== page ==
The Working Group made the following prioritized recommendations:

  1. Investigate the effects of the intrauterine environment on the developing heart (e.g., increased placental resistance, heart loading, and development of the coronary tree), brain (e.g., factors that regulate proliferation, differentiation, and migration of cells in areas associated with regulation of sleep and cardiac function) and kidney (e.g., factors that regulate the normal production of each segment of the tubular unit)
  2. Evaluate the effects of a sub-optimal intrauterine environment on the placental supply line and how placental modifications affect development and function of blood vessels, heart, and lung.
  3. Determine mechanisms by which alterations in the intrauterine environment predispose to the development of asthma in adulthood, including the pathophysiology of cytokine function and programming of immune responses.
  4. Identify (in mother, fetus, and offspring) markers of abnormal development that are predictive of adult-onset cardiovascular, lung, and blood disorders.
  5. Building on the Barker Hypothesis, design prospective epidemiological studies to identify better measures that correlate with clinical manifestations of heart, lung, and blood diseases.
  6. Develop new animal models and refine old ones to evaluate phenotypes and development of physiological pathways (e.g., the sympathetic nervous system).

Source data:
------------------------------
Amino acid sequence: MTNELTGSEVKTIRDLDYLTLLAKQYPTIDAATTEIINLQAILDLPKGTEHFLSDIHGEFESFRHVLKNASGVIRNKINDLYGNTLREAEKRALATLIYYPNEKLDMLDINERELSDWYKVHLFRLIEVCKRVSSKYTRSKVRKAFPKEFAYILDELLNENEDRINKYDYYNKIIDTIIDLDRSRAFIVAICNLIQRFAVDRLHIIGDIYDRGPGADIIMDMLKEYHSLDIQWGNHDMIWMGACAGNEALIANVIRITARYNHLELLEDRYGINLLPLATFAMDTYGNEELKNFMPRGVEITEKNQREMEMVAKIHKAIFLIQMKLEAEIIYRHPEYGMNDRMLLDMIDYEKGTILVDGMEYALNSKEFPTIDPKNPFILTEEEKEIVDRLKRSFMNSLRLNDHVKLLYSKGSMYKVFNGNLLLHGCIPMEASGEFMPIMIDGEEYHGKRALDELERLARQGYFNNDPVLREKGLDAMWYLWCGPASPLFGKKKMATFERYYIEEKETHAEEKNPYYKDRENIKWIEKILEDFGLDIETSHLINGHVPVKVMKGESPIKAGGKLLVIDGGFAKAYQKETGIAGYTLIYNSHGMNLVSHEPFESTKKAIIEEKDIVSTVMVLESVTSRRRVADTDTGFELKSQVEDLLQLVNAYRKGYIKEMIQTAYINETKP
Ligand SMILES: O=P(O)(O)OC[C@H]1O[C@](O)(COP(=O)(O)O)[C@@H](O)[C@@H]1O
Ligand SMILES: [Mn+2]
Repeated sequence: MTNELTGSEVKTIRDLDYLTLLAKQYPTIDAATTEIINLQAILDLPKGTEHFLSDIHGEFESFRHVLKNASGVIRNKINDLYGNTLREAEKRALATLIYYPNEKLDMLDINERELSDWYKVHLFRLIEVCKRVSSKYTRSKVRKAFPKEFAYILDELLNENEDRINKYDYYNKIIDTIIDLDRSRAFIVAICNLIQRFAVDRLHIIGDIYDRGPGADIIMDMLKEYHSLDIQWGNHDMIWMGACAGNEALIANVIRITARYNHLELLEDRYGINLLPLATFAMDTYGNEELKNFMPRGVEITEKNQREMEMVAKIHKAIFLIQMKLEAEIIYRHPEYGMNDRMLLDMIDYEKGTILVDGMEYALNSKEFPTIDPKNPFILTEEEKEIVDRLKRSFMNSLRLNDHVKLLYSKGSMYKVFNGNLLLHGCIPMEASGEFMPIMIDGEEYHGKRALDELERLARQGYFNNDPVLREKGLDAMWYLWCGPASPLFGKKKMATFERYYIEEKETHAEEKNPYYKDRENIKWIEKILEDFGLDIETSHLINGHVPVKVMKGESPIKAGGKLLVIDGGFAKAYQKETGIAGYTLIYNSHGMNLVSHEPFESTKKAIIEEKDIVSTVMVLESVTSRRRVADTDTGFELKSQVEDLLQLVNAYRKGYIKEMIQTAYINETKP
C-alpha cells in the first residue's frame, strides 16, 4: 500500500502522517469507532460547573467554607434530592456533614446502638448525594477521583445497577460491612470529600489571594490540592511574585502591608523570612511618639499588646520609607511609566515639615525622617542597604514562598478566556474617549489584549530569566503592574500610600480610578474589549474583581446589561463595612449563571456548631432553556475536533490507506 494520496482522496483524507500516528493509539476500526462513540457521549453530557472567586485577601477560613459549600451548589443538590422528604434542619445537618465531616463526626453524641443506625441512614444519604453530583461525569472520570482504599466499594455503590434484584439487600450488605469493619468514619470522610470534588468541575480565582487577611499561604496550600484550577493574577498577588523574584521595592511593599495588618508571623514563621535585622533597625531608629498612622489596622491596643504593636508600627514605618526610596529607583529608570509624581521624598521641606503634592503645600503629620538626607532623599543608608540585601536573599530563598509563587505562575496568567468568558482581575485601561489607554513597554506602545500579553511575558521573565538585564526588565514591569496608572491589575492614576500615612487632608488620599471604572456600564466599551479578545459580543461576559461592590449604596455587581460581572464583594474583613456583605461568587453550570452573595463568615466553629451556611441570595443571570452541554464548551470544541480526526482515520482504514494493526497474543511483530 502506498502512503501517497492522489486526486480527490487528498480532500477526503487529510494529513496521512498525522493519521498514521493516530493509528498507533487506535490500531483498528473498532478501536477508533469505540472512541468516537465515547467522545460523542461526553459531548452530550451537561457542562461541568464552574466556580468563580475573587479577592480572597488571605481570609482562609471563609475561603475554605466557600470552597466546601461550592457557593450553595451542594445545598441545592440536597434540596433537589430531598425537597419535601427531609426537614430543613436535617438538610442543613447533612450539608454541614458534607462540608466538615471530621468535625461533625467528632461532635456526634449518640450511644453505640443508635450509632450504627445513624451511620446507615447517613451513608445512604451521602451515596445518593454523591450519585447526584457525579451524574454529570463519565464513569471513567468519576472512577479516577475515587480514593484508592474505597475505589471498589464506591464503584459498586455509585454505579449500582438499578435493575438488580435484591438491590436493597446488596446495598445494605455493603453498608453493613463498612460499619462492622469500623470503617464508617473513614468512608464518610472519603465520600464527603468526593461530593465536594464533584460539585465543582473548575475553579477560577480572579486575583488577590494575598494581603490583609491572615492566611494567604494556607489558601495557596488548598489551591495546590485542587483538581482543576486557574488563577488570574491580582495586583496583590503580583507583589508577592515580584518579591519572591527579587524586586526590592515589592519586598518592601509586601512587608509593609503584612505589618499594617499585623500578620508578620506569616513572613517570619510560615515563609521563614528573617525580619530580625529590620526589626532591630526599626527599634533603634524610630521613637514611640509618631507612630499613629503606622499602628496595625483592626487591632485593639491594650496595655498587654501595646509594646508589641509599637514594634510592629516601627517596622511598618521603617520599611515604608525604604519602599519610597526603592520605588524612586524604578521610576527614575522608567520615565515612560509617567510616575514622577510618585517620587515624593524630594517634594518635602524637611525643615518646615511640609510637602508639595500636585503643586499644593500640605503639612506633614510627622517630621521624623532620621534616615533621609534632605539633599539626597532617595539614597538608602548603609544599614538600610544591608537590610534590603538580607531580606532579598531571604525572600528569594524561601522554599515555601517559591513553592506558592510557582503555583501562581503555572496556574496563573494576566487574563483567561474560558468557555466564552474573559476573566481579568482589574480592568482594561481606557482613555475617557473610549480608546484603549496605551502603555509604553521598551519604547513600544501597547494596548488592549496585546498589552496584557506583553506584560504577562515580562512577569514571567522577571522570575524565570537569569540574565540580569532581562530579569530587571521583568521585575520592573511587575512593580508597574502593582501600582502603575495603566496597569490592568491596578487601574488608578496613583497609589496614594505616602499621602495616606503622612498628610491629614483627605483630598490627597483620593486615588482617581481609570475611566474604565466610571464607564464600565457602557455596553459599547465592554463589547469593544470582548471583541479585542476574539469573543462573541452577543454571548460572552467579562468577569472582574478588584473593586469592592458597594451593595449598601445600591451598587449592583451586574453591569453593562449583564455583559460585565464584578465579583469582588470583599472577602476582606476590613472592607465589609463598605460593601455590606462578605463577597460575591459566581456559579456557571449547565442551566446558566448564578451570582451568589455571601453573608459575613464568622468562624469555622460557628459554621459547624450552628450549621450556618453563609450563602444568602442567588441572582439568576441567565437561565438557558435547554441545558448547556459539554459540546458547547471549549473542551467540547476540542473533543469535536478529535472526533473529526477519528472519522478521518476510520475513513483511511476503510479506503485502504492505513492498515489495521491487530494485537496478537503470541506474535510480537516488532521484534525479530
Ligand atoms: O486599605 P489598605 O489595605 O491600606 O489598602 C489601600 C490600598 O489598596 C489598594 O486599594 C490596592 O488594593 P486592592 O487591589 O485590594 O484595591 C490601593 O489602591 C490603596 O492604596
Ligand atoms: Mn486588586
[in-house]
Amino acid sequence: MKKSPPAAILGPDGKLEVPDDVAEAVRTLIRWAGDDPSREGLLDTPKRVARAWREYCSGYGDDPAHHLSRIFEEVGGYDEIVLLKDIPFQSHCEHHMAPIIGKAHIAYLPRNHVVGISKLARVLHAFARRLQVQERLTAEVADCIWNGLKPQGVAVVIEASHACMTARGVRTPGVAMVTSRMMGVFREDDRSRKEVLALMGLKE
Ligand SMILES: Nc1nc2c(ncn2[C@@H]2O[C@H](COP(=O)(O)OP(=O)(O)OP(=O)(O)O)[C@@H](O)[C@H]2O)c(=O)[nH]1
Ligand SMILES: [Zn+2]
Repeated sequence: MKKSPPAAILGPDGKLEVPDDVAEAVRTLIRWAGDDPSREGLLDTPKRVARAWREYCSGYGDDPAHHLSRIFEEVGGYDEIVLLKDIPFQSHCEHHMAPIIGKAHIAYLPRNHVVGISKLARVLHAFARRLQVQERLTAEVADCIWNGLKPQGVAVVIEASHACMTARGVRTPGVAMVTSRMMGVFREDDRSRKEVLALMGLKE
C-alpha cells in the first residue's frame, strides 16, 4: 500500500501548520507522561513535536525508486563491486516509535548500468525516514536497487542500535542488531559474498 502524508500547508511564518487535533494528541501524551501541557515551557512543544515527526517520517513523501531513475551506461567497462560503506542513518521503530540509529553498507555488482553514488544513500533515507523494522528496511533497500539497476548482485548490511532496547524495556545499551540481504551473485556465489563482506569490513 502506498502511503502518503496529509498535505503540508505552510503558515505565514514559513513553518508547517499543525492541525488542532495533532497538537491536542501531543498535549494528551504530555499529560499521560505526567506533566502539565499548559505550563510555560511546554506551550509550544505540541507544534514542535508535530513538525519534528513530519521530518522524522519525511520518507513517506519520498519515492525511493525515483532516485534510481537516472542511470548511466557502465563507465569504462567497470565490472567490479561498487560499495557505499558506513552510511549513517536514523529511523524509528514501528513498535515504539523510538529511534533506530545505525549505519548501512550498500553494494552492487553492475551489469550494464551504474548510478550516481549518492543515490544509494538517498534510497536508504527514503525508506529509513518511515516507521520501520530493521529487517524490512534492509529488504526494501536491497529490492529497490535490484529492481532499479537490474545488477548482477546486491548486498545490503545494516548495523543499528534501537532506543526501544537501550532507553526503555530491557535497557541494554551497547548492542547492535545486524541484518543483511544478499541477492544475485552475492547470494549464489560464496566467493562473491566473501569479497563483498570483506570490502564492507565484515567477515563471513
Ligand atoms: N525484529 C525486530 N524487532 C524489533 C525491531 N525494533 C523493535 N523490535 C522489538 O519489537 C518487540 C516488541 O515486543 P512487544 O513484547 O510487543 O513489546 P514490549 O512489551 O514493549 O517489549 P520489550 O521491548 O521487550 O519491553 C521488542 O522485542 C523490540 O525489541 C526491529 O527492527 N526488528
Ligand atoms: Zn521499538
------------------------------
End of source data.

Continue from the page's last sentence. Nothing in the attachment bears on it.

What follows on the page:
7. Investigate nutritional, hormonal, and neural factors that regulate appropriate angiogenesis to promote optimal growth of tissues.
  8. Evaluate socio-economic factors that can influence the intrauterine environment and result in disparities in health outcomes.

The Working Group also made some recommendations in areas outside the mission of the NHLBI:

  • Characterize the sequence of effects of gestational diabetes and/or obesity in mothers on the health of the offspring (e.g., whether insulin resistance precedes obesity or vice versa in mothers and their offspring who are predisposed to diabetes).
  • Investigate the interaction of genomic variation and obesity-related outcomes.
  • Determine the role of periconceptual events used in assisted reproductive techniques.
  • Understand the special challenges of teenage development in young women and of teenage pregnancy, in particular. Evaluate the associated social factors, such as maternal psychological stress. Educate women (and men) who cannot believe they are at risk on the nature of the risk and its consequences.

NHLBI Contact:

Cristina Rabadan-Diehl, Ph.D., NHLBI, NIH

Working Group Members

Chair: Peter Nathanielsz, Ph., M.D., D.Sc., University of Texas Health Science Center


  • Matthew W. Gillman, MD, S.M., Harvard Medical School
  • Wulf Palinski, M.D., University of California, San Diego
  • David Phillips, B.A., Southampton General Hospital
  • Lucilla Poston, Ph.D., King’s College London
  • Lawrence P. Reynolds, Ph.D., North Dakota State University
  • David Siscovick, M.D., M.P.H., University of Washington
  • Kent L. Thornburg, Ph.D., Oregon Health and Sciences University

Last updated: February 13, 2006